Advancing cricket’s head gear
- Antoinette Muller
- 18 Feb 2014 (South Africa)
With Ryan McLaren ruled out of South Africa’s second Test against Australia due to a concussion, ANTOINETTE MULLER looks at a company making helmets which challenge the conventional design, but all for the good of players’ safety.
It doesn’t happen often, but every once in a while, batsmen get struck on the head when facing up to a fierce bouncer. It’s never good to see and, as in the case of Ryan McLaren, it can rule a player out of a match. McLaren was pinned on the side of the head during the first Test against Australia and Mitchell Johnson’s bouncer had him bleeding from behind his ear.
The South African bravely got up and carried on, but started showing signs of concussion the following day and was eventually hospitalised for a check-up - and has subsequently been ruled out of South Africa’s second Test starting on Thursday.
Helmets have evolved a lot since they were first introduced in the seventies. They have, literally, saved lives. Yet, injuries still occur despite many evolutions in the designs and they happen far more often than you think.
McLaren isn’t the first player to be pinned and badly injured by a nasty bouncer. In the last few years a number of players, from Kieron Pollard to Kevin Pietersen, have been hit in one way or another. Injuries range from a little bit of blood to bruised or broken jaws and fractured eye sockets, across different levels of professionalism.
That kind of fast bowling is all part of the sport, though, and players like Morne Morkel believe it adds a little bit of spice to the game.
“I think spectators like that kind of bodyline bowling. It’s also part of why we love the game. You have to prepare for it and you have to be aware of it, but injuries are never nice to see,” Morkel said.
One particular injury, namely Daniel Flynn having his front teeth knocked out, inspired a company to try to come up with something completely different.
While most people have become accustomed to the traditional design of helmets – a cap-like lid with a front on grille – Ayrtek have thrown all of that tradition out the window with their helmet style.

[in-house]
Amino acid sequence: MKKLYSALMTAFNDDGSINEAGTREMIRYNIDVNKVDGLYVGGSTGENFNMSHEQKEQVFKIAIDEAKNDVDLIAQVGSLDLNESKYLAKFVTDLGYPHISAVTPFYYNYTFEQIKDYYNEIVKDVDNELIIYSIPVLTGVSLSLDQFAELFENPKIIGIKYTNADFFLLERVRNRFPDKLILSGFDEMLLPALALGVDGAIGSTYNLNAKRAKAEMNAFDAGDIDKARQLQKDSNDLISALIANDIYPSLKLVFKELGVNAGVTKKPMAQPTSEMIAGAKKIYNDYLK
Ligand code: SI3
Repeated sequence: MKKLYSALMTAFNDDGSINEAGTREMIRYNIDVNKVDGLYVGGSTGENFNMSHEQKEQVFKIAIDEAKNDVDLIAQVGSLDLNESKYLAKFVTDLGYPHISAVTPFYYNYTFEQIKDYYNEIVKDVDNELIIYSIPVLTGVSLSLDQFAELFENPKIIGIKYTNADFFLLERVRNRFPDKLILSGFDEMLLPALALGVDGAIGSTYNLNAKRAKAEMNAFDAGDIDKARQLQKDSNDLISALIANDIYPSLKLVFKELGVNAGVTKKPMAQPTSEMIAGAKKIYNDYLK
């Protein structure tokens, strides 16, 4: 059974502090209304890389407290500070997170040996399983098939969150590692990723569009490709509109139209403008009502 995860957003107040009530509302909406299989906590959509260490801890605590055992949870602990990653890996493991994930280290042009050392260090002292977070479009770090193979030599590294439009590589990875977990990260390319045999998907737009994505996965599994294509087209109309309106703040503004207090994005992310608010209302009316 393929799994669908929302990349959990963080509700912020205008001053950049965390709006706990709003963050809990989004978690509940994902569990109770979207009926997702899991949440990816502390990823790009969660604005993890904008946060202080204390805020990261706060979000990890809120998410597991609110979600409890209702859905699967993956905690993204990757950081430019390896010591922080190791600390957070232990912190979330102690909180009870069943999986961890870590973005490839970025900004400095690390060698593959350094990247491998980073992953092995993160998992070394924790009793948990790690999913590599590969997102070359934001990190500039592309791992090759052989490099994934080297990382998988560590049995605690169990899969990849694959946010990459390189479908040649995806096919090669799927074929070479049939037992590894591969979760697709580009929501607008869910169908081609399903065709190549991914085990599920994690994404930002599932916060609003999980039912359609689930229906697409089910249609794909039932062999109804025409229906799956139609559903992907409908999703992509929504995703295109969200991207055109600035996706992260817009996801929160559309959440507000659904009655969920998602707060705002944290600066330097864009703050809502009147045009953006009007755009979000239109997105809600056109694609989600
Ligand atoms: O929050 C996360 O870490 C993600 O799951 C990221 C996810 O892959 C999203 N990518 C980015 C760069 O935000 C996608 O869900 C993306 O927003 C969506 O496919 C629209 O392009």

Kumar Sangakkara, James Taylor and Michael Carberry have all been seen wearing them. The helmet has challenged the traditionalists’ perception of helmets. It looks futuristic and somewhat out of place for those who have become used to the old-school look, but the manufactures of the Ayrtek helmet believe they have one of the safest products on the market.
“We spoke to the Sports Technology Lab at Loughborough University before designing our helmet back. They were studying cricket helmet impacts at the time and identified areas of weakness that were leading to injuries still occurring even when wearing a helmet. The major area was peak weakness that led to the ball being able to pass through the gap between the peak and grille area,” explains Tom Milsom, the founder of the company.
The injury to Flynn came as a result of the helmet deforming sideways which caused the grille to be forced upon his face. The Ayrtek design incorporated the central rib at the front to add rigidity to the peak and avoid flexion while providing a solid structure. The flared arches at the side are present to avoid the sideways deformation if the helmet is struck at the frontal area. The shape also helps with deflecting impact instead of absorbing it and to make sure the helmet fit snugly, sponges inside the lid can be inflated and deflated. This all helps with preventing things like concussion - and safety in cricket, just like any other sport, is crucial.
Innovative design is something manufacturers and cricket boards are constantly thinking about and tweaking in order to ensure that players’ safety remains the utmost priority.
Dr Craig Ranson of the ICC Medical Panel assessed helmets last year and his study entitled "Batting head injury in professional cricket: a systematic video analysis of helmet safety characteristics" had some interesting findings, resulting in new safety standards for helmets being implemented.
The study focused on 35 different injuries and the key points looked at the following:
- The ball being able to penetrate the gap between the faceguard and the peak
- The faceguard being forced onto the face and temple on ball impact
- Batsmen being struck on the back of the helmet and occipital area
- The proximity of the grille to the temple.
The study found the following breakdown of injuries:
- Nine injuries came after the ball struck the helmet faceguard and peak
- Nine injuries occurred from striking the faceguard alone
- Ten injuries occurred after penetrating the gap between the peak and faceguard
- Four injuries occurred without the ball touching any part of the helmet.
The research led to new safety standards for helmets being implemented and Milsom’s company was present at the ICC meeting, which led to these new BSI standards being implemented to make helmets safer.
There are still challenges, though, and as Dr. Ranson’s study found, one of the biggest problems, with all helmet shapes, is the ball penetrating the peak/grille area at speeds the ball is fired at during the testing.
Injuries in sport will always happen. Whether that’s a twisted ankle during fielding or a bowler running up or an awkward catch which damages somebody’s fingers. Some serious injuries are entirely preventable, though, and the importance of good gear should not be forgotten. DM
Photo Main Ryan McLaren ducks a bouncer during the fourth day of their first cricket test match against Australia in Pretoria, February 15, 2014. (REUTERS/Mike Hutchings)
Photo: The Ayrtek helmet
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